On July 5th the Moscow Municipal Court upheld the decision of the regional court refusing an inquiry into the criminal investigation of the Katyn massacre.
Ten families of the victims had appealed to the Municipal Court to have the matter re-opened. The NKVD (the Soviet Secret Police), acting on Stalin’s orders, was responsible for the execution of thousands of Polish officers and members of the intelligentsia in 1940.
The victims’ families’ Russian lawyer Anna Stavicka is adamant that the families may still have strong grounds for further appeal to the Regional Military Tribunal.
The descendants of the officers are also claiming victims’ family compensation from the Russian state. The judge in the first hearing ruled that compensation was only available directly to the victims themselves. After the unsound ruling the matter was transferred to the Moscow Municipal Court, where the judge again ruled against the claimants. The families are now appealing to the Military Tribunal for a hearing.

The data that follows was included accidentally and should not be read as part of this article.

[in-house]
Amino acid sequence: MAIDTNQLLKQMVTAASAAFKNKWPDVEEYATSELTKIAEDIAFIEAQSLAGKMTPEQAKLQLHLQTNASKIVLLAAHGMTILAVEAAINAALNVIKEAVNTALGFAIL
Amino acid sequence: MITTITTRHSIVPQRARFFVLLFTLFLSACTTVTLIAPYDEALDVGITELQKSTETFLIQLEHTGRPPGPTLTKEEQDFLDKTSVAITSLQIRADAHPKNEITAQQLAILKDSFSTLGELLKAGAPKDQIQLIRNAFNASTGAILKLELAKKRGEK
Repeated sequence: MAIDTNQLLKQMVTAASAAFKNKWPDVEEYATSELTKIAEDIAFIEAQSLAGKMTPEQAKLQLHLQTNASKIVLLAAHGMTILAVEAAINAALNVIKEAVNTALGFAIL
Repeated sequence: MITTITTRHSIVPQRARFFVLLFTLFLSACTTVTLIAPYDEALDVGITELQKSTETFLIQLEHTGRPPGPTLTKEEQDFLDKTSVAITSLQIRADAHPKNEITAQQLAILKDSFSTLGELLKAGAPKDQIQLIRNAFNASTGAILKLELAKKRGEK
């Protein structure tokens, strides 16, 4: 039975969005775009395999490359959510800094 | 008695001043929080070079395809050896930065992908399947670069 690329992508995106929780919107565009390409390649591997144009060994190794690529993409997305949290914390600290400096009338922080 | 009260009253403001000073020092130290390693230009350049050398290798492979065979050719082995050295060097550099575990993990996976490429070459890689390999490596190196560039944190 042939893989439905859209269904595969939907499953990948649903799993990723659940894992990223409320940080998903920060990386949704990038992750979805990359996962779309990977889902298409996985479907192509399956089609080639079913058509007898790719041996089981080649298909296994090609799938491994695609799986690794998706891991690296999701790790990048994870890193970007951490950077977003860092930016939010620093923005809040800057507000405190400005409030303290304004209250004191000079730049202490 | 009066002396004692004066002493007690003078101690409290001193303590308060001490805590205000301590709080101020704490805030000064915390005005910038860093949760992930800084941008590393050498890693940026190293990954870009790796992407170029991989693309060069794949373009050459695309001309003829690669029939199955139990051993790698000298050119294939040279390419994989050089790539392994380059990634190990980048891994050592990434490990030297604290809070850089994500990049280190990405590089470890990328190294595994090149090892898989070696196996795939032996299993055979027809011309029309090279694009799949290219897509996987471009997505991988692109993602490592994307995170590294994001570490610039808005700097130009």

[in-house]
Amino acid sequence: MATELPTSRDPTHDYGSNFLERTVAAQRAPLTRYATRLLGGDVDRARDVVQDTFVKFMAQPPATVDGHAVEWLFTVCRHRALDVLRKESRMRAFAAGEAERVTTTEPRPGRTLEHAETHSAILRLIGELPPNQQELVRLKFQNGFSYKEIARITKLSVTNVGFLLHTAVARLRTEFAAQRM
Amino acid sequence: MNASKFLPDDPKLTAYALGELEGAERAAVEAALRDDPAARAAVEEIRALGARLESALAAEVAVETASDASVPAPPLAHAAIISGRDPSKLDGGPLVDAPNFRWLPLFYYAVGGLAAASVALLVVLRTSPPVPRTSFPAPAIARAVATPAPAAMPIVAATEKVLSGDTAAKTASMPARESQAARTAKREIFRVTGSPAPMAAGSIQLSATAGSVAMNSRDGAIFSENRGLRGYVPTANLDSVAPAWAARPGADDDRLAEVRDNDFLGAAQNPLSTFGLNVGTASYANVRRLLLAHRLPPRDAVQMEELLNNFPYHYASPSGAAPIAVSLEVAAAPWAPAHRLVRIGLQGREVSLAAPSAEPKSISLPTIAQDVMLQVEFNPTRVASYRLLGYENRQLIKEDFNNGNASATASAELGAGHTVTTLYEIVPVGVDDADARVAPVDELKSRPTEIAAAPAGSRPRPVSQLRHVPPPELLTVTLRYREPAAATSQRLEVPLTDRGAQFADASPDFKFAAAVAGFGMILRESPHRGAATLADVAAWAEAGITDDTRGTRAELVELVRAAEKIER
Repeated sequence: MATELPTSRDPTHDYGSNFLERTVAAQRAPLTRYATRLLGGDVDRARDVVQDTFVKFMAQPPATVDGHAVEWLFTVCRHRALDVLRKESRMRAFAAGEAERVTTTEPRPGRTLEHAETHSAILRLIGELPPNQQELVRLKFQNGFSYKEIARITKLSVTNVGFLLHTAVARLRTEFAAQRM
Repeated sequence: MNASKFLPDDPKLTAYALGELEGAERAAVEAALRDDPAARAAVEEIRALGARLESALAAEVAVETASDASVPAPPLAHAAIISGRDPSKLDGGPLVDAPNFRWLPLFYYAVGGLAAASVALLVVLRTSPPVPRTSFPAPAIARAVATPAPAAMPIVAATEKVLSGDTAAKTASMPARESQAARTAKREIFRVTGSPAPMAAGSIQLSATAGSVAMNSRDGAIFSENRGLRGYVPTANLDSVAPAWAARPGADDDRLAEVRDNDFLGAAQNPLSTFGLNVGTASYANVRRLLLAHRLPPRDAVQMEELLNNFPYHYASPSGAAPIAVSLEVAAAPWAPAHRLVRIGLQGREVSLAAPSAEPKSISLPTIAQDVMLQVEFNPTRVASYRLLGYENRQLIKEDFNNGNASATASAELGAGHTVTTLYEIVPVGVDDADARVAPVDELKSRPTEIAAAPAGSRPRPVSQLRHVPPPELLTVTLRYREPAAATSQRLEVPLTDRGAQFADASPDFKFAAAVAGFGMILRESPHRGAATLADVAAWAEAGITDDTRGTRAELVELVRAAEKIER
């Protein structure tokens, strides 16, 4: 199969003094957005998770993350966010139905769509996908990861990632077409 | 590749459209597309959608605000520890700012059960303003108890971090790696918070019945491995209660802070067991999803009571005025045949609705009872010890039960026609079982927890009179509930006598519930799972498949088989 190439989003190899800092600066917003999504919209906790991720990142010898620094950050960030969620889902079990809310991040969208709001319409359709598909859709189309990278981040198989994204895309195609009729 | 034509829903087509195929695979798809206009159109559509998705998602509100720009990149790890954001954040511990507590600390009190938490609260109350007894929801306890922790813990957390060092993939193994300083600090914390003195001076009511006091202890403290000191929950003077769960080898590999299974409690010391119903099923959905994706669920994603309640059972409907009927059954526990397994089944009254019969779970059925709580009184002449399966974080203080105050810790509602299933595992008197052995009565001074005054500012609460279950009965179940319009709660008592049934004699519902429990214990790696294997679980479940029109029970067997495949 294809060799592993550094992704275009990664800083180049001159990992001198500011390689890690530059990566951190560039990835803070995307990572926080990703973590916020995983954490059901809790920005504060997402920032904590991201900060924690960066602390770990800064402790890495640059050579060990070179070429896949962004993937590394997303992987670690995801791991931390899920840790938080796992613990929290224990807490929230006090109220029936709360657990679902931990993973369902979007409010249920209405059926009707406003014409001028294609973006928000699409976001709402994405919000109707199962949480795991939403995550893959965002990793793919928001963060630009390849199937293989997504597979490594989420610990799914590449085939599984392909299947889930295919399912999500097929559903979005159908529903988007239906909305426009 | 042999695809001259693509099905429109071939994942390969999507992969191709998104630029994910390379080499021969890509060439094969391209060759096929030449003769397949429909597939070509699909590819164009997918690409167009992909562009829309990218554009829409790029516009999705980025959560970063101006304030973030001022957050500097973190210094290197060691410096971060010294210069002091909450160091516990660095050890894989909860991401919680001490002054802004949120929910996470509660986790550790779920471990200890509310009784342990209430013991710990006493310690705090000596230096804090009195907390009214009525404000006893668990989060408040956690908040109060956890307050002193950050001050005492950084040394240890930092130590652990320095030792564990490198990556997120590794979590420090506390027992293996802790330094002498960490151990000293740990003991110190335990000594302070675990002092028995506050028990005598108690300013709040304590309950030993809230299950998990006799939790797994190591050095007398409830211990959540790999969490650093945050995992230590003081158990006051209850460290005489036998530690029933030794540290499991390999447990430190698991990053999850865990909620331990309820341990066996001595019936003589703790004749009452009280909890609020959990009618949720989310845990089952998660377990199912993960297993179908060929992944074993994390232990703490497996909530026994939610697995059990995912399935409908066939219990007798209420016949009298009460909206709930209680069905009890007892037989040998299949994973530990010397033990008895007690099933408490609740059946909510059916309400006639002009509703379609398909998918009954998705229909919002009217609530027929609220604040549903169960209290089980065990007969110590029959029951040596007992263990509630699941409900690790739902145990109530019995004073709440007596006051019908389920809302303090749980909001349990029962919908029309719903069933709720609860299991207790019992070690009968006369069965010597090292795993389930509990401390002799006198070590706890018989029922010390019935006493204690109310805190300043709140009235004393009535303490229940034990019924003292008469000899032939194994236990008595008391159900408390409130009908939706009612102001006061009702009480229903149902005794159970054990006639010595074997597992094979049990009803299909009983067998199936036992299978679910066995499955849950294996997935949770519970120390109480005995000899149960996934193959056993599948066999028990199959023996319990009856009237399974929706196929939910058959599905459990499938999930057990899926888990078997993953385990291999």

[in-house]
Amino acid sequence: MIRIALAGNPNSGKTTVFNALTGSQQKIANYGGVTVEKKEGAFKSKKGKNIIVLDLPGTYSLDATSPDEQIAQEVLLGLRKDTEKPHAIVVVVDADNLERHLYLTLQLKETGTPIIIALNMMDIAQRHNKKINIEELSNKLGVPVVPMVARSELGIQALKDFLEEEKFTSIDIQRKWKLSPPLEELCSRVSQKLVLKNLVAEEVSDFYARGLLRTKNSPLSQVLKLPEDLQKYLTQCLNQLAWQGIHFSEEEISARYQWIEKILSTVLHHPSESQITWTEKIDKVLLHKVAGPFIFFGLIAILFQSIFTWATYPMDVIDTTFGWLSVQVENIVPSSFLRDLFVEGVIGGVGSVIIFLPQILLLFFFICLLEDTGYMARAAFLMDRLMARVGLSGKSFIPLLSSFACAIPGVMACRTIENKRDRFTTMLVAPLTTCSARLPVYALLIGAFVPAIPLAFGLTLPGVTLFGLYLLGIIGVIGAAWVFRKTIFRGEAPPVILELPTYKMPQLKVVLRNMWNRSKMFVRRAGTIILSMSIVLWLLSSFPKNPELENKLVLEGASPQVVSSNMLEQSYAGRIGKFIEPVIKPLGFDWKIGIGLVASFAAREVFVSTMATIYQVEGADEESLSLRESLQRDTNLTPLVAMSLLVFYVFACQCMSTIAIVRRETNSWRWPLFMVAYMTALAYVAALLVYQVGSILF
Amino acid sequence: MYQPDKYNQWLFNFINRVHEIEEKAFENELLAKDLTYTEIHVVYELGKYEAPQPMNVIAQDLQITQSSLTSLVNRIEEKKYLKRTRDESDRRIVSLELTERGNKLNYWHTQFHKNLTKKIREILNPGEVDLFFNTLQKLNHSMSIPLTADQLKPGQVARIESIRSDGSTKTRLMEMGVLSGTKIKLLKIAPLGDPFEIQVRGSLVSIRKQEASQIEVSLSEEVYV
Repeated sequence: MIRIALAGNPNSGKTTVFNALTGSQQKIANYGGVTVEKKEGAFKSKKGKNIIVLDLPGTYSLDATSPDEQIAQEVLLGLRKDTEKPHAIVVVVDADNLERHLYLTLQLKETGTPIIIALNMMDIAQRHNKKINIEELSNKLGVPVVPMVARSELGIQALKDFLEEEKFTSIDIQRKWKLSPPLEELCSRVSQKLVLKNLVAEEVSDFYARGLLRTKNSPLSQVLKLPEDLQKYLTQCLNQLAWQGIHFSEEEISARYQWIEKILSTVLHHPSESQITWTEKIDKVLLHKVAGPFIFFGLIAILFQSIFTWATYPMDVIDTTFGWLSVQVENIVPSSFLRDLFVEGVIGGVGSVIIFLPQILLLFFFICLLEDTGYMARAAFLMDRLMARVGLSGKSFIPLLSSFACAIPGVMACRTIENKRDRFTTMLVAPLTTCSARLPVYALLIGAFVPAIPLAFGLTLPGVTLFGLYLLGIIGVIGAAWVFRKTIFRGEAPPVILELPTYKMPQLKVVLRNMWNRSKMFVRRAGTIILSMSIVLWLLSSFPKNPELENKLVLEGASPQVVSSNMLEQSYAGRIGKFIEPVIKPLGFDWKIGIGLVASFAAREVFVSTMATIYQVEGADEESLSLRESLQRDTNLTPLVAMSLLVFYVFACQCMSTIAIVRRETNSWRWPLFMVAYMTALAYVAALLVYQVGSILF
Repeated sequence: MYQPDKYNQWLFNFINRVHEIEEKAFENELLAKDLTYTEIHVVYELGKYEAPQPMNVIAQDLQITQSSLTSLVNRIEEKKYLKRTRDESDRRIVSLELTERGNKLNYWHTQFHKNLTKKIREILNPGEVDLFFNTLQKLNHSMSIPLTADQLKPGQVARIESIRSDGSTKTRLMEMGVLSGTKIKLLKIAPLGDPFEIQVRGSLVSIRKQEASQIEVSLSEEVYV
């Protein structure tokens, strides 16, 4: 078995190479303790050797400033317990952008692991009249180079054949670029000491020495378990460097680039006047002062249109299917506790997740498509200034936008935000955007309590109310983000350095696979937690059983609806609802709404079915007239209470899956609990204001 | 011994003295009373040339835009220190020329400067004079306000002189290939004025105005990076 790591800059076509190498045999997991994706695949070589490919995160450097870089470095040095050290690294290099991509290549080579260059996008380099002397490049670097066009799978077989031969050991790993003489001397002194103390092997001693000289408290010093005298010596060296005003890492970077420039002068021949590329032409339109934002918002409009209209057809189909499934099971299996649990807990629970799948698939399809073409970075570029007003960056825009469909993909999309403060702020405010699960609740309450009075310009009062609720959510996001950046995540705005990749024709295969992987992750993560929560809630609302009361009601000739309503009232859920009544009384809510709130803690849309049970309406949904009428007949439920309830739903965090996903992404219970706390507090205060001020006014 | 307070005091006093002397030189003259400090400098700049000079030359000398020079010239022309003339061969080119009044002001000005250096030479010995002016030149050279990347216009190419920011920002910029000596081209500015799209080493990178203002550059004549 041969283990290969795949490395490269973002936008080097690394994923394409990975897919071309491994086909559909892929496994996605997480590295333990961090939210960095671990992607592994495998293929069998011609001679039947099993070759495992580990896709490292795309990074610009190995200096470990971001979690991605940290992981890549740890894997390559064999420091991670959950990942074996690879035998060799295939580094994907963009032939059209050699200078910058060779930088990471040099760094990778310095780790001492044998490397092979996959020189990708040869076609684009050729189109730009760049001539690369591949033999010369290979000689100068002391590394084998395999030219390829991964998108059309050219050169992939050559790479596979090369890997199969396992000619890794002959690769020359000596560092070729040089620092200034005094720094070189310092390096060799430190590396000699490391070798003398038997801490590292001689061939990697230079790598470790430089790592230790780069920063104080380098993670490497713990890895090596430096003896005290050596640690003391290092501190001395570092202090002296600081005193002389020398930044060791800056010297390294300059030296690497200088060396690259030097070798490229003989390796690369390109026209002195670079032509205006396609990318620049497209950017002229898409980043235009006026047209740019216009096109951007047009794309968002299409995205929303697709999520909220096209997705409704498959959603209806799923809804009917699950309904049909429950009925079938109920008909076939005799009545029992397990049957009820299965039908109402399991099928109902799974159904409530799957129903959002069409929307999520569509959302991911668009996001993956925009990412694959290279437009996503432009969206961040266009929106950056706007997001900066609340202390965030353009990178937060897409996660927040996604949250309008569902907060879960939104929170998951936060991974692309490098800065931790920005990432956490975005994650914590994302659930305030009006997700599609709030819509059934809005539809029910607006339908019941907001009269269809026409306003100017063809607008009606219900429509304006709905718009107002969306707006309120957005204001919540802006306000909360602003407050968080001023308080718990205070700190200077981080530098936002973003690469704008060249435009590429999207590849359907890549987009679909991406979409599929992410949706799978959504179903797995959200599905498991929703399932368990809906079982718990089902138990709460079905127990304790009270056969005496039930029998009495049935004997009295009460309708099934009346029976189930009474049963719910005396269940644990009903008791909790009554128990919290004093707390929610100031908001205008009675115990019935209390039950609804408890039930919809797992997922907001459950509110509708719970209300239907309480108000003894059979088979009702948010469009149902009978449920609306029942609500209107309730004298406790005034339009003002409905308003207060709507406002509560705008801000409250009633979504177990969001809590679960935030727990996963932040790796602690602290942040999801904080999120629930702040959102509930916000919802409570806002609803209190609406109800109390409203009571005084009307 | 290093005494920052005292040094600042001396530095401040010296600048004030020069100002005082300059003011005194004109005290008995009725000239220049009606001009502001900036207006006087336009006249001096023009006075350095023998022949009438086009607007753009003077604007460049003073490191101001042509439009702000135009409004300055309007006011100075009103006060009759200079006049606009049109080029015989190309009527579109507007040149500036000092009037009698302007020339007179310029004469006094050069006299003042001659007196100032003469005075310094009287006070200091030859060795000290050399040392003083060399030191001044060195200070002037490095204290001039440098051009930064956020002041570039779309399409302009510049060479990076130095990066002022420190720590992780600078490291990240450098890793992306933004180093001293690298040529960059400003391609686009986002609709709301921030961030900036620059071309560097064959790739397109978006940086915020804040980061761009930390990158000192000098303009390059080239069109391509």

In 1990, Mikhail Gorbachev was the first to make an official admission that the NKVD had been responsible for the Katyn massacre. For decades the Soviet government had blamed Nazi Germany for the executions, as the mass graves had been uncovered by Nazi troops in western Russia when Hitler advanced against Stalin.
The Tusk government has been urged by the families and politicians to step in and appeal to Russian authorities directly. President Lech Kaczyński has compared the massacre to an act of genocide, although Russia officially denied this charge in 2005.